We do not hope for the children to simply not do things because they know that is not what we would like, or to develop the “sorry” reflex. We hope for the children gain understanding through discussions of the events that arise to ‘feel’ and ‘recognise’ what has happened and why.
Therefore, we can try to support children within their play by firstly observing them and ensuring that they are safe from emotional and physical harm. And secondly, provide them with the freedom to learn through their experiences. Play is fundamental, a natural instinct and a behavioural process which allows children to adapt and learn necessary skills and understanding. A gentle reminder is great for those joining or observing play to remember that through play, children develop understanding, organisation of thought, expression, refinement of movement and language in both fun and serious manners through either structured or free flow experiences. So, how can we help our children during these imperative learning experiences? Support them within their play. Observe, take part and enjoy this interpersonal moment with the child, and yet remember that these experiences are the child’s way of making sense of the world. Be conscious of what is productive and be ready to provide the child with the knowledge to assist with their own understanding and redirect when necessary.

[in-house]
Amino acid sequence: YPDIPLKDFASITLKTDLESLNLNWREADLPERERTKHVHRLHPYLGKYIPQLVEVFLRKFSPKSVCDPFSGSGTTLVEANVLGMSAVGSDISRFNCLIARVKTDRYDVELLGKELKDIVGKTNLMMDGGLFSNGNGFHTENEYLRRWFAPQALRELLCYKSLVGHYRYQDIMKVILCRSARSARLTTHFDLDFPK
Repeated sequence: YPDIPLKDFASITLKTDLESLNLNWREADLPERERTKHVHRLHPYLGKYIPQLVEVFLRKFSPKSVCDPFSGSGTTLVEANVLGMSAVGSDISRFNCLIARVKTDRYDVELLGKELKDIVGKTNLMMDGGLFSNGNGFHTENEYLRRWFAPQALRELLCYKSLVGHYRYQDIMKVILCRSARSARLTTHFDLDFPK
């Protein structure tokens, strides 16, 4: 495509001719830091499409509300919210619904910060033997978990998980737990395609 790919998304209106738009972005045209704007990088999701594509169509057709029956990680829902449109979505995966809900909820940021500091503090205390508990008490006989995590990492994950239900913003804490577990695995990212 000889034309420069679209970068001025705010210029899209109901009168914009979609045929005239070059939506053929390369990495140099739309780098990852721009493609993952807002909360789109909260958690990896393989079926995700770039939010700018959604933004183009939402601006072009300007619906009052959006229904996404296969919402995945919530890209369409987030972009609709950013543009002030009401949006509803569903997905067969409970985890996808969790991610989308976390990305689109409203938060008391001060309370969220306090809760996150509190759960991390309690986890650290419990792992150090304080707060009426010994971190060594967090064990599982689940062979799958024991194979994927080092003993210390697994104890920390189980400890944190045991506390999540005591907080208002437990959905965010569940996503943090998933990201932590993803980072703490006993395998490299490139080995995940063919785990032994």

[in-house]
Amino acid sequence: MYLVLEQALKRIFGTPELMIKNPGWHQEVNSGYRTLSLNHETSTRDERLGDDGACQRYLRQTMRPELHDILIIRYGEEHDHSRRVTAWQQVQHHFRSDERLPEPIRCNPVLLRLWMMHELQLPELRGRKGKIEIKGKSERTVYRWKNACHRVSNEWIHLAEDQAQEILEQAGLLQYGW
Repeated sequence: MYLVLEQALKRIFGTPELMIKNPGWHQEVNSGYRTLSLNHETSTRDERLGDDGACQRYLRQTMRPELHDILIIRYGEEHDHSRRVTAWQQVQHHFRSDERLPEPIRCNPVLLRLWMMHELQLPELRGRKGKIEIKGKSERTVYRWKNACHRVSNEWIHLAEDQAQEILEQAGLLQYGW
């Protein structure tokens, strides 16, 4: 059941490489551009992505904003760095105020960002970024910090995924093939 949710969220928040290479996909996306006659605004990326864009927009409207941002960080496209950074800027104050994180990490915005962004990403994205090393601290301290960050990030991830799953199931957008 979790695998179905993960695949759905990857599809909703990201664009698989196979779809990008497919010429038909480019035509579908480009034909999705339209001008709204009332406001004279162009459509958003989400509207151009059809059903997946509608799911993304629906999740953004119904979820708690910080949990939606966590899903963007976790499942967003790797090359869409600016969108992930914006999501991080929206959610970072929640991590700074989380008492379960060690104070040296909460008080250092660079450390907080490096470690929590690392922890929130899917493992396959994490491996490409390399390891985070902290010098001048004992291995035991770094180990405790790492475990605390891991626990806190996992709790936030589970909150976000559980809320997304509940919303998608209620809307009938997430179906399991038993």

Charlotte is the Lead Teacher of the Emerald classroom at Little Gems Montessori Nursery Nicosia, and the Health and Safety Coordinator throughout the school
If you'd like to read more about what Charlotte has written in her October blog, feel free to add one or more of these titles to your library.
Early Education (2012) Development Matters in the Early Years Foundation Stage (EYFS) London: Early Education
Macleod-Brudenell, I, & Kay J. (2008, Second Ed) Advanced Early Years for Foundation Degrees & Level 4/5 Harlow: Heinmann
Montessori, M. (1966) The Secret of Childhood New York: Ballentine